Monday, July 09, 2007

Cracks in the Risk Pool

Hewitt Associates -- a national firm that helps companies manage their health benefits -- has completed an analysis that projects HMO premiums could increase by 14.1 percent in 2008. The highest increases are projected for here in the Midwest at 18.4 percent.

It's worth noting that Hewitt predicted the 2007 increase would be 11.7 percent, and the actual increase was just 8.2 percent.

But the fact that the projection is higher for 2008 than it was for 2007 suggests that the actual increase will be more next year -- Hewitt says at least 10 percent.

What's particularly noteworthy about this report is one of the major reasons given for the increase. According to a director for Hewitt, as younger and healthier employees opt for high deductible health plans (HDHPs), HMOs are left with a sicker risk pool. This, in turn, has led to rate increases since the HMOs have "become conservative in their trend assumptions and less willing to bend on negotiations."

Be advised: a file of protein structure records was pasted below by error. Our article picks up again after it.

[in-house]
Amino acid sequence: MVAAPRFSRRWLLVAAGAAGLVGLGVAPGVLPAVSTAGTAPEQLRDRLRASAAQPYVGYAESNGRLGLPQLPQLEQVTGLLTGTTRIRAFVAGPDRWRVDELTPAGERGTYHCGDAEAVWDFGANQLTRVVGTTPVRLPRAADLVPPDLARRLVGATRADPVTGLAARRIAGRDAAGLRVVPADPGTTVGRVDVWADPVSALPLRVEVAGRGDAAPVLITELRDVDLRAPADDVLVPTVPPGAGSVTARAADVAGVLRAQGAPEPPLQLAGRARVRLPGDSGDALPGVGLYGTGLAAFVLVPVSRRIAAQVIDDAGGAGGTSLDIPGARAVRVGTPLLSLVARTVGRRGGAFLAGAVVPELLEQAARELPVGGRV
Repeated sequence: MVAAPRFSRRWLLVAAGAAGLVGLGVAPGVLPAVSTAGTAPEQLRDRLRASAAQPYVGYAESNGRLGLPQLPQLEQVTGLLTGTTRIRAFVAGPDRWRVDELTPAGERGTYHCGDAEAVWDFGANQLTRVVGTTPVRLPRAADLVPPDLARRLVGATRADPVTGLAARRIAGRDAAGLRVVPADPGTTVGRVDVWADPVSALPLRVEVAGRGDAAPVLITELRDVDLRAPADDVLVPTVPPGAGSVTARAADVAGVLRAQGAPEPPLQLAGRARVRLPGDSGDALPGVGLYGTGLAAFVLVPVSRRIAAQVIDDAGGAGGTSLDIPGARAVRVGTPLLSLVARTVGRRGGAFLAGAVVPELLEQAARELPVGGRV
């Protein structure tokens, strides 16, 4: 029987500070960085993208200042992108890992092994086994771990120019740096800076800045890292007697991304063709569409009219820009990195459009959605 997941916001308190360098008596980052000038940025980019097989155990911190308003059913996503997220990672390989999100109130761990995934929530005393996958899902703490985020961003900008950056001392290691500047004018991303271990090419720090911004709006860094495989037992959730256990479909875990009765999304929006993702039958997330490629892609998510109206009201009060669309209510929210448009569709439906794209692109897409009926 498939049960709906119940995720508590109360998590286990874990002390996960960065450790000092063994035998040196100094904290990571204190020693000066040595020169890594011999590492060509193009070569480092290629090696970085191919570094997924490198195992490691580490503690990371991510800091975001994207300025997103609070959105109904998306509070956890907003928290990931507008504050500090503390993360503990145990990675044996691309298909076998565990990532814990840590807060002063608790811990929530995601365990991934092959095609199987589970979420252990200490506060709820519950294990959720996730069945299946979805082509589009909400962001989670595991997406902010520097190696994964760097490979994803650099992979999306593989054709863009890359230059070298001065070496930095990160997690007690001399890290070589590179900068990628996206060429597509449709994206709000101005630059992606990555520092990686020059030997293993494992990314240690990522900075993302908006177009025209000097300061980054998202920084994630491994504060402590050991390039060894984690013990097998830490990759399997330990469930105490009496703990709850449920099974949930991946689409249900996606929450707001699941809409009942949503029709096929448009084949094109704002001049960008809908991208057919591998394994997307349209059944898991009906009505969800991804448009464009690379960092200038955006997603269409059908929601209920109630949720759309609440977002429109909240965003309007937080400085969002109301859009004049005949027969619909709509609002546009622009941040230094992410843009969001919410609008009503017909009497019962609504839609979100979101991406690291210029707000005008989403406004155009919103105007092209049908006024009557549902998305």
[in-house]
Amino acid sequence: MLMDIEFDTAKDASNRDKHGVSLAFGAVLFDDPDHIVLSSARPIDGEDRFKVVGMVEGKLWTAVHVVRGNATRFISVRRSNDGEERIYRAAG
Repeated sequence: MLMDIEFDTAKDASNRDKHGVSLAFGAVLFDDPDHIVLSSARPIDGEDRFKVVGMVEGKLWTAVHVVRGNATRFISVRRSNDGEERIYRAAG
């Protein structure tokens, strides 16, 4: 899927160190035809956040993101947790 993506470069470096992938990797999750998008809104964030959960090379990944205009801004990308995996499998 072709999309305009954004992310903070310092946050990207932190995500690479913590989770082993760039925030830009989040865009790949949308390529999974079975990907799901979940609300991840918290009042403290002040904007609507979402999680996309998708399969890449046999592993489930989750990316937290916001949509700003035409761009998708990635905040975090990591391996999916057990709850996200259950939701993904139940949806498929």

This is the reality of a fragmented health system at work. Unless everyone's playing in the same pool -- which is only possible through a centralized structure -- the system will become increasingly less affordable for those who need it.

And the real kicker is that virtually everyone needs it, at some point.



Anonymous Anonymous said...

HMOs have been a bad idea since their inception.

People should be moving away from them.

July 09, 2007  
Blogger Seth Zlotocha said...

HMOs really aren't the point. I'm sure you'd see a similar trend with PPOs or fee-for-service plans.

July 09, 2007  
Anonymous Anonymous said...

Sorry to blog-whore, but I've just issued a blogger's challenge that I would like you to consider.


July 09, 2007  

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